To reach Big Sur, travel over the Bixby Bridge, one of the tallest single span concrete bridges in the world. Measuring 714 feet long and 280 feet high, it is one of the most photographed bridges on the West Coast (and even the world).

Santa Barbara
If you think everything here is… just views of the coast, fear not. We have the likes of Santa Barbara, too, where visitors can shop, wine and dine, and so on. If you happen to be in town when there’s a wine fest, you’re in luck; otherwise, you need not worry, as there are a number of award-winning wineries you can check out here.

Dana Point
Considered as the “Whale Watching Capital of the West”, you’d get your chance to see the marine mammals in their natural habitat here. So even if you don’t intend to swim in Doheny State Beach, the Salt Creek Beach or Baby Beach, this is worth considering.

Venice Beach
Heading closer to LA, you’d see Venice Beach, a somewhat… quirky location if ever there is one. Start the walk there from Santa Monica Pier and then discover this… area full of, well, Bohemian people. Yes, people watching is a must here – e.g. check out the people working out in Muscle Beach, birthplace of the physical fitness boom in the US, and where Arnold Schwarzenegger used to train out in the open; the skater boys; the artists selling their crafts; the abundant recreative drug users; the health buffs; the surfers braving the cold waters; and so on…

This one’s truly a must-visit.

To fully enjoy this trip, remember that it is not a race. So… take it slow, and you’re certain to be rewarded.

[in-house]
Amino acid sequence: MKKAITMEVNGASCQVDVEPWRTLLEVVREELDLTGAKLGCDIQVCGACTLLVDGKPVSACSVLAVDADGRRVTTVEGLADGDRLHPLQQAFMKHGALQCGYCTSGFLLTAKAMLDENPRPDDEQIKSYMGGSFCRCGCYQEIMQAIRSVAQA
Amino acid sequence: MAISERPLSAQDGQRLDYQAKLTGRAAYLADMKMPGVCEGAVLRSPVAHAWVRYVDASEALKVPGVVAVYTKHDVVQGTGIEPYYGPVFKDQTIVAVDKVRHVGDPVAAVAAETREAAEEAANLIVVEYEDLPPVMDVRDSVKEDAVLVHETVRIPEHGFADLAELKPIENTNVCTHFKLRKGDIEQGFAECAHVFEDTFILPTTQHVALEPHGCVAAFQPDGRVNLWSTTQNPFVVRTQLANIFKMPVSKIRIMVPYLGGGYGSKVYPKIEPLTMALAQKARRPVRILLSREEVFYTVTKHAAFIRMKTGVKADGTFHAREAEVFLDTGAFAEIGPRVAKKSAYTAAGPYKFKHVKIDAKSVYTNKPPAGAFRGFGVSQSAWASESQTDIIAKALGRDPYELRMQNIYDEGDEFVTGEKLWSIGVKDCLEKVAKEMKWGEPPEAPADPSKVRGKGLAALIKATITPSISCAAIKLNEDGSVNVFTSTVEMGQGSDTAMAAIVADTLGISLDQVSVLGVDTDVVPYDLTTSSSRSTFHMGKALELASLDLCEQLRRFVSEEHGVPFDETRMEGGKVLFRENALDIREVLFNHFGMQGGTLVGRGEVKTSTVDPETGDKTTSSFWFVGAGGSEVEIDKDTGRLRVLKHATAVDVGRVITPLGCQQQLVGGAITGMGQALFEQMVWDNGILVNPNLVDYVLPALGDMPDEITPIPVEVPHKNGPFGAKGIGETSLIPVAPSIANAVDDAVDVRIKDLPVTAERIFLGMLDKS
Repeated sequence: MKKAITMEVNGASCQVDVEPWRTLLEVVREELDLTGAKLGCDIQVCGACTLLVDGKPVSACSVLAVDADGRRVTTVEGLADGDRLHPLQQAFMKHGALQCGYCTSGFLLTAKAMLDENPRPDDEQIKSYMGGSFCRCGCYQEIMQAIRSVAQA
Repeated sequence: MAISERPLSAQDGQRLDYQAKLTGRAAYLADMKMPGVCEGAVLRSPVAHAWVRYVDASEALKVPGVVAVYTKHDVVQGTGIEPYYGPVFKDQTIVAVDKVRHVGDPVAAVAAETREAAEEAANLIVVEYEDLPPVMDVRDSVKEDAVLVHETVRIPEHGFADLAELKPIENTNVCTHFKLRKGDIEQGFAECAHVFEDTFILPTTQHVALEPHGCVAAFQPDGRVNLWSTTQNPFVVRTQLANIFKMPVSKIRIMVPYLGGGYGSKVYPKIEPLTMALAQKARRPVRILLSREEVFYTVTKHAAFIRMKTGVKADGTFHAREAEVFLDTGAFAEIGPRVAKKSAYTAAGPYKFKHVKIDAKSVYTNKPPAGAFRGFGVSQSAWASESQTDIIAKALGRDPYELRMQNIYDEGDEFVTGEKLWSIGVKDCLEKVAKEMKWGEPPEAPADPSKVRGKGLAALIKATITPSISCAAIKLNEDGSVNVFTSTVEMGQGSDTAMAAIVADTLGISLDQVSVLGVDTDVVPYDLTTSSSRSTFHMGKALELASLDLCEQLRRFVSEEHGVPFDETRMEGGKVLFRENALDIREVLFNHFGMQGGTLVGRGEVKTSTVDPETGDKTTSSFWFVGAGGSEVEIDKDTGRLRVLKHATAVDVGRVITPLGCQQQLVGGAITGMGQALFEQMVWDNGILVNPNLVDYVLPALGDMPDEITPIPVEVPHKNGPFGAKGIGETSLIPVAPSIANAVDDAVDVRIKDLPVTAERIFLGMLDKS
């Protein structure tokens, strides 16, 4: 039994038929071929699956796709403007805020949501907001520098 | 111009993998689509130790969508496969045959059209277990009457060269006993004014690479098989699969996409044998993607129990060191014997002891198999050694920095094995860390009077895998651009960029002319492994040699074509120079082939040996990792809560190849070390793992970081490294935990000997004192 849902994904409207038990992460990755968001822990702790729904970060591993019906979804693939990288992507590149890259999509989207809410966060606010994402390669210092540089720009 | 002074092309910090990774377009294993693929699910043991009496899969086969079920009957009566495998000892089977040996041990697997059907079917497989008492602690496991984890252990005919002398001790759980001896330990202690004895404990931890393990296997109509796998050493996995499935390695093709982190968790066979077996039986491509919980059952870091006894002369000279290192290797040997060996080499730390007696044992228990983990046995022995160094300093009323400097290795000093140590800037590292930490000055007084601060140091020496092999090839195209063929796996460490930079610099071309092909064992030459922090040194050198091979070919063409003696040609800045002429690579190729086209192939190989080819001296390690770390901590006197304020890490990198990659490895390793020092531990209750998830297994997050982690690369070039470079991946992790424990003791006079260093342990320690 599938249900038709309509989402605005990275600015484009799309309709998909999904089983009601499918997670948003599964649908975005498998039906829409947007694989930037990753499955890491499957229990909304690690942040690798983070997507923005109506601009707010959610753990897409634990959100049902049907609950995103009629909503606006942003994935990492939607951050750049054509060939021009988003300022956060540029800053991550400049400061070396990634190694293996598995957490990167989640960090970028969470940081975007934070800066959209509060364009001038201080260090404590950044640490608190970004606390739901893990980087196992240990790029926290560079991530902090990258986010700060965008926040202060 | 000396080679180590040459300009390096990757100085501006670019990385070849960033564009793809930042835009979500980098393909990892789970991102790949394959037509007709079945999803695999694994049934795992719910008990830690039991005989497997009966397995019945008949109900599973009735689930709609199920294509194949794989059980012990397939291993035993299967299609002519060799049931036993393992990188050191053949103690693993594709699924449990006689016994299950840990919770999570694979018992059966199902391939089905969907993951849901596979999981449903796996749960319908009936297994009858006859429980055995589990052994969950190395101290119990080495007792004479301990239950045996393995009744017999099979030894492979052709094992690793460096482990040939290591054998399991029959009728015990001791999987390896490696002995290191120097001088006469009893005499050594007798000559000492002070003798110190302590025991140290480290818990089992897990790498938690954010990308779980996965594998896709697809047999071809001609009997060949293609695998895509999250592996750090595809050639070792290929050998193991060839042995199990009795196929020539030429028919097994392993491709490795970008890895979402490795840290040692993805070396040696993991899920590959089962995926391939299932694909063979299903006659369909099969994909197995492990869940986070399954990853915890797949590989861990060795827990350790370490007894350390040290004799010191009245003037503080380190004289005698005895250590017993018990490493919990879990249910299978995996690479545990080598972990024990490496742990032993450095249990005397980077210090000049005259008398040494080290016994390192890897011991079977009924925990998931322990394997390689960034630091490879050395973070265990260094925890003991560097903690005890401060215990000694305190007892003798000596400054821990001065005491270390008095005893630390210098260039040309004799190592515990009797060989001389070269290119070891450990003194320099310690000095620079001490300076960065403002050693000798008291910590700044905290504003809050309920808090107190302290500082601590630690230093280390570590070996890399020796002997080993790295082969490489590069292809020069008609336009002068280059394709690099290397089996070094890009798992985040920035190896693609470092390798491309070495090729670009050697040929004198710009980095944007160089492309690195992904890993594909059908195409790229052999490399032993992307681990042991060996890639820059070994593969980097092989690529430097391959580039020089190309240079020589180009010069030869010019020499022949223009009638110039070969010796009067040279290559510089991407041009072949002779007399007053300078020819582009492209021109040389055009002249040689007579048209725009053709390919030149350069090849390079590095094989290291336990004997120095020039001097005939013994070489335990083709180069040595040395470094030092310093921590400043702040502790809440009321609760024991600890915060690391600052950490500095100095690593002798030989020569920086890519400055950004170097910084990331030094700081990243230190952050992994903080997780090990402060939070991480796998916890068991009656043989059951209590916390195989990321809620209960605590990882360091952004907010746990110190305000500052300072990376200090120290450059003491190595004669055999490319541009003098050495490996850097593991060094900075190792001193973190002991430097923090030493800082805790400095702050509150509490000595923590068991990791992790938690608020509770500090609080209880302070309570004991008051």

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It is unlikely you will get lost on this trip; there are just two roads all the way down: 1 and 101.

But you may lose network signal in some areas.

But who cares, really, when you can put that gadget down and just enjoy what nature has to offer. And in the end, this is why you ought to head to these parts of the US – to see nature, experience small town living, and basically take it slow before getting swallowed again by the hustle and bustle of city living and, yes, life for that matter.

The founder of Outrage Magazine, Michael David dela Cruz Tan completed BA Communication Studies from University of Newcastle in NSW, Australia; and Master of Development Communication from the University of the Philippines-Open University. Conversant in Filipino Sign Language, Mick can: photograph, do artworks with mixed media, write (DUH!), shoot flicks, community organize, facilitate, lecture, and research (with pioneering studies under his belt). He authored "Being LGBT in Asia: Philippines Country Report", and "Red Lives" that creatively retells stories from the local HIV community. Among others, Mick received the Catholic Mass Media Awards in 2006 for Best Investigative Journalism, and Art that Matters - Literature from Amnesty Int'l Philippines in 2020. Cross his path is the dare (guarantee: It won't be boring).